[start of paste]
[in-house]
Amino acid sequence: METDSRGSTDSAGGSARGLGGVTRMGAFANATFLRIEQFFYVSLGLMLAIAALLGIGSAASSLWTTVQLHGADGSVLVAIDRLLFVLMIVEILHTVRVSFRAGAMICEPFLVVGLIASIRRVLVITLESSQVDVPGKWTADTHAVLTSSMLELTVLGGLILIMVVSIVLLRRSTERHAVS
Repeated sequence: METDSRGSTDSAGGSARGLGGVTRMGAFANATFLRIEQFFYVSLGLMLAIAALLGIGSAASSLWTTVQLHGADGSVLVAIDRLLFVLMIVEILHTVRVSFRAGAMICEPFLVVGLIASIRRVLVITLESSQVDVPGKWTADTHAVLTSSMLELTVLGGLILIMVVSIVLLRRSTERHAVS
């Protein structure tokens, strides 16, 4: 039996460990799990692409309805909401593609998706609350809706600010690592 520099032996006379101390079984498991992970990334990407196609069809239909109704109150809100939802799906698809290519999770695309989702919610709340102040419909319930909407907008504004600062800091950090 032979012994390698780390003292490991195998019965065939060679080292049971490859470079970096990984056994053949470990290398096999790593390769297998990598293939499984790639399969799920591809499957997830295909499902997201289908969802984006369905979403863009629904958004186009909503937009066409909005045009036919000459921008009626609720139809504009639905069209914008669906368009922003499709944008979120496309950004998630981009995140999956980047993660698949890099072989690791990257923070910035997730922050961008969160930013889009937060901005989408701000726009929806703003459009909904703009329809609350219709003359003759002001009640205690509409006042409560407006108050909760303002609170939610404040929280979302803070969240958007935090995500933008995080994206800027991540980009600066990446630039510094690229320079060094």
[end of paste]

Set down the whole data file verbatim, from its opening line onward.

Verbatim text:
[in-house]
Amino acid sequence: METDSRGSTDSAGGSARGLGGVTRMGAFANATFLRIEQFFYVSLGLMLAIAALLGIGSAASSLWTTVQLHGADGSVLVAIDRLLFVLMIVEILHTVRVSFRAGAMICEPFLVVGLIASIRRVLVITLESSQVDVPGKWTADTHAVLTSSMLELTVLGGLILIMVVSIVLLRRSTERHAVS
Repeated sequence: METDSRGSTDSAGGSARGLGGVTRMGAFANATFLRIEQFFYVSLGLMLAIAALLGIGSAASSLWTTVQLHGADGSVLVAIDRLLFVLMIVEILHTVRVSFRAGAMICEPFLVVGLIASIRRVLVITLESSQVDVPGKWTADTHAVLTSSMLELTVLGGLILIMVVSIVLLRRSTERHAVS
């Protein structure tokens, strides 16, 4: 039996460990799990692409309805909401593609998706609350809706600010690592 520099032996006379101390079984498991992970990334990407196609069809239909109704109150809100939802799906698809290519999770695309989702919610709340102040419909319930909407907008504004600062800091950090 032979012994390698780390003292490991195998019965065939060679080292049971490859470079970096990984056994053949470990290398096999790593390769297998990598293939499984790639399969799920591809499957997830295909499902997201289908969802984006369905979403863009629904958004186009909503937009066409909005045009036919000459921008009626609720139809504009639905069209914008669906368009922003499709944008979120496309950004998630981009995140999956980047993660698949890099072989690791990257923070910035997730922050961008969160930013889009937060901005989408701000726009929806703003459009909904703009329809609350219709003359003759002001009640205690509409006042409560407006108050909760303002609170939610404040929280979302803070969240958007935090995500933008995080994206800027991540980009600066990446630039510094690229320079060094």